Thanks to the efforts of scholars and practitioners, we can now make better use of the methods and theory of conflict prevention. The United States Institute of Peace and the Woodrow Wilson International Center for Scholars are two among many institutions that have taken a leadership role in these efforts. Michael Lund, a practitionerscholar, notes that the present uncoordinated and patchy nature of preventive diplomacy reflects the absence of any accepted international conflict prevention regime or system of governance—that is, of agreed upon arrangements through which geographic jurisdictions are allocated, functional responsibilities are assigned, norms and procedures are formulated, and actors are held accountable for their responsibilities.5 He asks the crucial question to all those who seek to "coordinate and rationalize" a system of preventive diplomacy: where should responsibility for the tasks of preventive action be located—early warning, the decision to act, the formulation of a response, or the provision of bureaucratic and political support? Should it be horizontal, across different organizations or actors, or should it be vertical, up or down their chains of command?6
An example of conflict prevention that meets Lund's tests was the effort undertaken by the North Atlantic Treaty Organization (NATO), in close collaboration with the European Union (EU) and the Organisation for Security and Co-operation in Europe, and supported by the United States, to avoid civil war in Macedonia in 2001. It is difficult now to recall that, until September 11, 2001, the possibility of civil war in Macedonia was a leading international headline. This successful campaign of conflict prevention was defined by the remarkable personal and institutional cooperation between the NATO Secretary General Lord Robertson and the EU High Representative for the Common Foreign and Security Policy (and a former NATO Secretary General) Javier Solana. I spoke often during this period to Lord Robertson, Solana, and Ambassador James Pardew, whom President George W. Bush and Secretary Colin Powell appointed as the U.S. representative to the effort and who, along with Francois Leotard, the EU Special Envoy, played a crucial role in negotiating and implementing the Ohrid Framework Agreement.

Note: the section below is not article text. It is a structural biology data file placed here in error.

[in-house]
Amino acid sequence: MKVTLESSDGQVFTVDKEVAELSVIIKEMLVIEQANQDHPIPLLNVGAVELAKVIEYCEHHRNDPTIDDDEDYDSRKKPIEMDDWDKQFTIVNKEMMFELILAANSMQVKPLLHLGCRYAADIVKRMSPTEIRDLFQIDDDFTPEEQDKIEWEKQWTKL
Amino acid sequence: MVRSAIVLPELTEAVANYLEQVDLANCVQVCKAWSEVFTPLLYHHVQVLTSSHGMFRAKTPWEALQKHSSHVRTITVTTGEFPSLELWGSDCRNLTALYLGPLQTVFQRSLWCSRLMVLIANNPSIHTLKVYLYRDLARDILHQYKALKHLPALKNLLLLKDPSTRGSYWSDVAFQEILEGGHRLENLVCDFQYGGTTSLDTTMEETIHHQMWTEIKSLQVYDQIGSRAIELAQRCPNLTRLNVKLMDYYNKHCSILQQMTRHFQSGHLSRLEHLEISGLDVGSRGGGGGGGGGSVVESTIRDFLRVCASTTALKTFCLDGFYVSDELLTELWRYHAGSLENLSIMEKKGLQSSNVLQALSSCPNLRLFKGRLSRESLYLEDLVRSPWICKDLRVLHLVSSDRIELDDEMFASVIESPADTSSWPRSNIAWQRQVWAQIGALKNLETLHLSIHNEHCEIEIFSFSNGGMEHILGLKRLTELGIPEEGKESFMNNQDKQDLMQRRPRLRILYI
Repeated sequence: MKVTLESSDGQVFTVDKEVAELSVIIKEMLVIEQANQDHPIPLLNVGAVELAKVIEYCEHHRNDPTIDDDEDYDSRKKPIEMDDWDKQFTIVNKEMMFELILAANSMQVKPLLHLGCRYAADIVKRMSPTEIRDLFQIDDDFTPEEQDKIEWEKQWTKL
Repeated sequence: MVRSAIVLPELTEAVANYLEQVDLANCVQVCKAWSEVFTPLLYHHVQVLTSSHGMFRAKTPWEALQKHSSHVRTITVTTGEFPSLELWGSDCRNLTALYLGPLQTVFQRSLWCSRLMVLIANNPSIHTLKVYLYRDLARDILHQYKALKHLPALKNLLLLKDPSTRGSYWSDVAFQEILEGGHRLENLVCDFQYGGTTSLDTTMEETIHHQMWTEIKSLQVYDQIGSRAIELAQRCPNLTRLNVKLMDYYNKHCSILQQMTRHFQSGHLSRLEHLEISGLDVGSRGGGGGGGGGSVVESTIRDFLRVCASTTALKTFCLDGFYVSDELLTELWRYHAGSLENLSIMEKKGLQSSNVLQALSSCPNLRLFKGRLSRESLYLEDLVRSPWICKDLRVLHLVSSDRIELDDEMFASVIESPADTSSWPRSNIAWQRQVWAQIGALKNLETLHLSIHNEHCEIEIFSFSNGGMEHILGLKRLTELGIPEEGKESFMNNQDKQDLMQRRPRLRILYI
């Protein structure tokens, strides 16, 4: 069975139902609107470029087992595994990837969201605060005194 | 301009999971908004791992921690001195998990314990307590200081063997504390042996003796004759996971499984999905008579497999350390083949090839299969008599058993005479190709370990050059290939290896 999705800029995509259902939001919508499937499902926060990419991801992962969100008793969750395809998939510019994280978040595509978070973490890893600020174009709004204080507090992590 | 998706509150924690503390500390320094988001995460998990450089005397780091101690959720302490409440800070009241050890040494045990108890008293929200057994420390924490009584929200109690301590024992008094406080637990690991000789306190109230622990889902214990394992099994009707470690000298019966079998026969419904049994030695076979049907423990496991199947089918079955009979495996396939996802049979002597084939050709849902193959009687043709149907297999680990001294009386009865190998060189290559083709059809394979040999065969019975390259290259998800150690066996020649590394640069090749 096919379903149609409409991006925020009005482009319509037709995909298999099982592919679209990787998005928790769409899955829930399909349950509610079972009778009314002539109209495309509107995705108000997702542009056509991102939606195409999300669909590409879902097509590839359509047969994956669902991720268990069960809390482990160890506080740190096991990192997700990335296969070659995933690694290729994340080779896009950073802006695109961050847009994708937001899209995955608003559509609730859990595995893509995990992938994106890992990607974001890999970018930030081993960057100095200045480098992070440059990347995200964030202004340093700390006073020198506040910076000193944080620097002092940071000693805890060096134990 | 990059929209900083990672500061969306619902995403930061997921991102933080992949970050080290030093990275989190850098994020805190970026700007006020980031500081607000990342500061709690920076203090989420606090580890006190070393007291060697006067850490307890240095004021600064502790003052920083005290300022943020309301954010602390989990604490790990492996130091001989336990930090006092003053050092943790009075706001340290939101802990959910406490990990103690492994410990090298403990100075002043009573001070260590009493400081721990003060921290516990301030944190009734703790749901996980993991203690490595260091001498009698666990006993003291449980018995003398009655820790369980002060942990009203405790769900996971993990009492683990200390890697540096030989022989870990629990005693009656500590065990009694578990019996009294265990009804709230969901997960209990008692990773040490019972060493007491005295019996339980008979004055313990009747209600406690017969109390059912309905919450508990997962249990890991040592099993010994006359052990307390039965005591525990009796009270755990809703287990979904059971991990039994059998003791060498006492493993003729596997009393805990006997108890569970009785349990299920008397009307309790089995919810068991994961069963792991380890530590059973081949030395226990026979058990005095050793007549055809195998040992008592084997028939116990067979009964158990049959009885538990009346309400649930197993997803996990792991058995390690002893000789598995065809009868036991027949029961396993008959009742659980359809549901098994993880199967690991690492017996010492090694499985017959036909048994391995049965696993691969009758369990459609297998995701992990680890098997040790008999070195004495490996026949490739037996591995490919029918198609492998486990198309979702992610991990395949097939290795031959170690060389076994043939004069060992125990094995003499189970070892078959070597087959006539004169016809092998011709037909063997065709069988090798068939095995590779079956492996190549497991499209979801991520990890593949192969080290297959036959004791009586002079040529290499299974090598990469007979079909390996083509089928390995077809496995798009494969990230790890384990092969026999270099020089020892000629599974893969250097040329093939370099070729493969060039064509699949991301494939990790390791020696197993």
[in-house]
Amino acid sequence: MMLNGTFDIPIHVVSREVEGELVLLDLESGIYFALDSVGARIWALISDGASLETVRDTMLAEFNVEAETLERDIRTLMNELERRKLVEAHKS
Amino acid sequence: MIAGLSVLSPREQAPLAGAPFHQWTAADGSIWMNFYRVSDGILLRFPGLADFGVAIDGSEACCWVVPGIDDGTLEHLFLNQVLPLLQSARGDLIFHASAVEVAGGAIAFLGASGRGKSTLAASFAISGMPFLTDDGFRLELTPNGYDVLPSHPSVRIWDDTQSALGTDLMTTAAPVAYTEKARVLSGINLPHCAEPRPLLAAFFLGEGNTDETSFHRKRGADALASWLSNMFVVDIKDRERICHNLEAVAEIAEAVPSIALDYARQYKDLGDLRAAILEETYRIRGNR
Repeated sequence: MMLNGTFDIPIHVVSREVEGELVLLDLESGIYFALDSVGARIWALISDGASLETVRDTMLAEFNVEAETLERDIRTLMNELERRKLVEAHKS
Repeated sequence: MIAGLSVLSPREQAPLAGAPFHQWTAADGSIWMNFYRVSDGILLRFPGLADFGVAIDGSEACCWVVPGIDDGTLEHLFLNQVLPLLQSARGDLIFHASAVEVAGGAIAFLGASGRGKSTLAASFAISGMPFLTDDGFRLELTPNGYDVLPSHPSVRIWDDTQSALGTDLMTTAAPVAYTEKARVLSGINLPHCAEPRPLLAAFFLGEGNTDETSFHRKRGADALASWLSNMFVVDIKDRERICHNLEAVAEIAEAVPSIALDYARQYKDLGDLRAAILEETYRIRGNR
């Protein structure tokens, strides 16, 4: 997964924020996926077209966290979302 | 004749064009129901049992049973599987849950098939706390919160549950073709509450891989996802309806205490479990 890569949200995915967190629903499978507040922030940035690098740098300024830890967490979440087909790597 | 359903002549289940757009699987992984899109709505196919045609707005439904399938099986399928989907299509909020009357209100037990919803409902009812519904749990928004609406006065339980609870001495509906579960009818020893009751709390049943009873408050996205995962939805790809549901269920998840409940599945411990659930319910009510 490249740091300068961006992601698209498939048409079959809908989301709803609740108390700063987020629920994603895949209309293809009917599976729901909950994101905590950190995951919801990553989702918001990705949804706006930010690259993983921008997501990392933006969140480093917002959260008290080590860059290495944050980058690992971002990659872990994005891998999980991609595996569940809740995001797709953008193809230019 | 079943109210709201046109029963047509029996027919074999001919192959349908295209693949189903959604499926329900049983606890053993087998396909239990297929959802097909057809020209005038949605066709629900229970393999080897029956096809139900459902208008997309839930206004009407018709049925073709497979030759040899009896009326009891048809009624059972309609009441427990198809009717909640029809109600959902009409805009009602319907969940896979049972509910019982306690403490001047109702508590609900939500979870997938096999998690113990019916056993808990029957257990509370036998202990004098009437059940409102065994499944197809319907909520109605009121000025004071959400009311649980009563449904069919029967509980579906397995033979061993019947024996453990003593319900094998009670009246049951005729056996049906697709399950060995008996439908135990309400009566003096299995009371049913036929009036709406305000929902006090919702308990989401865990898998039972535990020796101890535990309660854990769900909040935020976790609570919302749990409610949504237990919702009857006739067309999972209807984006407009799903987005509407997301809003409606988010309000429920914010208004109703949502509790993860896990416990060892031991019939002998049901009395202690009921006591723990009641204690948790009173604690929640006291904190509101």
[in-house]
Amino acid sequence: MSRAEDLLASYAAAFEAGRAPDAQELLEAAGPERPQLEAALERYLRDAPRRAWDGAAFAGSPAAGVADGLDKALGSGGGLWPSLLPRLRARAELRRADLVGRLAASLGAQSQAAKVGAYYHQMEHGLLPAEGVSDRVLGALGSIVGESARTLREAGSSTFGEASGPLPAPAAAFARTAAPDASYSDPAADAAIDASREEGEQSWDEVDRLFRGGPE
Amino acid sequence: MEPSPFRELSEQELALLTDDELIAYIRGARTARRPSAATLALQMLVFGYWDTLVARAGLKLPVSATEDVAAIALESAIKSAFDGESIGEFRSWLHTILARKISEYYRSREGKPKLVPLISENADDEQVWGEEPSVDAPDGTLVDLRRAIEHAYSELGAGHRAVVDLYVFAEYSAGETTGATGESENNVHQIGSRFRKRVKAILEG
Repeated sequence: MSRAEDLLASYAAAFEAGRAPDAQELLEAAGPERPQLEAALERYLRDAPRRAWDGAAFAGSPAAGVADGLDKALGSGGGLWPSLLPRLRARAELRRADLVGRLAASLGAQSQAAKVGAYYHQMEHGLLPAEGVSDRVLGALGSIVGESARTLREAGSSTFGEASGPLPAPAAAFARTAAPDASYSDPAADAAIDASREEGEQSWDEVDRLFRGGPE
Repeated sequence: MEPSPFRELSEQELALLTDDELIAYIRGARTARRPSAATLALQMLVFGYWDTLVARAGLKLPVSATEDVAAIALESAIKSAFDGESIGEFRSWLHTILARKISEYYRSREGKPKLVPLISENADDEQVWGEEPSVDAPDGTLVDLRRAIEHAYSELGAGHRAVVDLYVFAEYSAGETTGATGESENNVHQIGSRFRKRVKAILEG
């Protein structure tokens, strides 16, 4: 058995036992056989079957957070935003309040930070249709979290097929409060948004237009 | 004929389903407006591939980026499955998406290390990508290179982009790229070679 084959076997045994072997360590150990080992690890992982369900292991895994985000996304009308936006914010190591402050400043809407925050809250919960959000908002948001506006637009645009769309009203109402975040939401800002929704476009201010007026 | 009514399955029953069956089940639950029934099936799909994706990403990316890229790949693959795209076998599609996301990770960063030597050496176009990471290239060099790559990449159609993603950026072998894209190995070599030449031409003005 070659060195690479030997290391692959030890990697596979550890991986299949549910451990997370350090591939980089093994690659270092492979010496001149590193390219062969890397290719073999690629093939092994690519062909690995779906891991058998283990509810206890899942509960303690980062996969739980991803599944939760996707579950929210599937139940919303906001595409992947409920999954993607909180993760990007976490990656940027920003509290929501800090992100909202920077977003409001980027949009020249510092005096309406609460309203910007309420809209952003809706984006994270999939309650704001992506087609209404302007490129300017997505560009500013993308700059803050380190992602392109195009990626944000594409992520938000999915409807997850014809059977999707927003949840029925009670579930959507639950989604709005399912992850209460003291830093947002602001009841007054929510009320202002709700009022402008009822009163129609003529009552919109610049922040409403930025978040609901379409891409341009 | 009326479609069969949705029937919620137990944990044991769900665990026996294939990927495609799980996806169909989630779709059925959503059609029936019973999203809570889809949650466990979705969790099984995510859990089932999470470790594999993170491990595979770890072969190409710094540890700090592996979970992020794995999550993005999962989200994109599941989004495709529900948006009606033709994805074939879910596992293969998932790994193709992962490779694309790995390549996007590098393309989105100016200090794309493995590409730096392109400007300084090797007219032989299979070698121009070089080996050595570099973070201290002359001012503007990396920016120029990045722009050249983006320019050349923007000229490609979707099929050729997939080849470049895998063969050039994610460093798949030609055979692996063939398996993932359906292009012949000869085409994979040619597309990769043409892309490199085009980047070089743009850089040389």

As a direct participant, senior NATO official Mark Laity stated that there are insights about modern diplomacy and conflict prevention to be drawn from this effort, including the need for personal and institutional teamwork, the importance of early engagement in trying to head off violence, the need to choose the right people for tasks of this kind (including 21st-century diplomats who can act "unconventionally"), and the necessity of being able to apply appropriate force quickly.7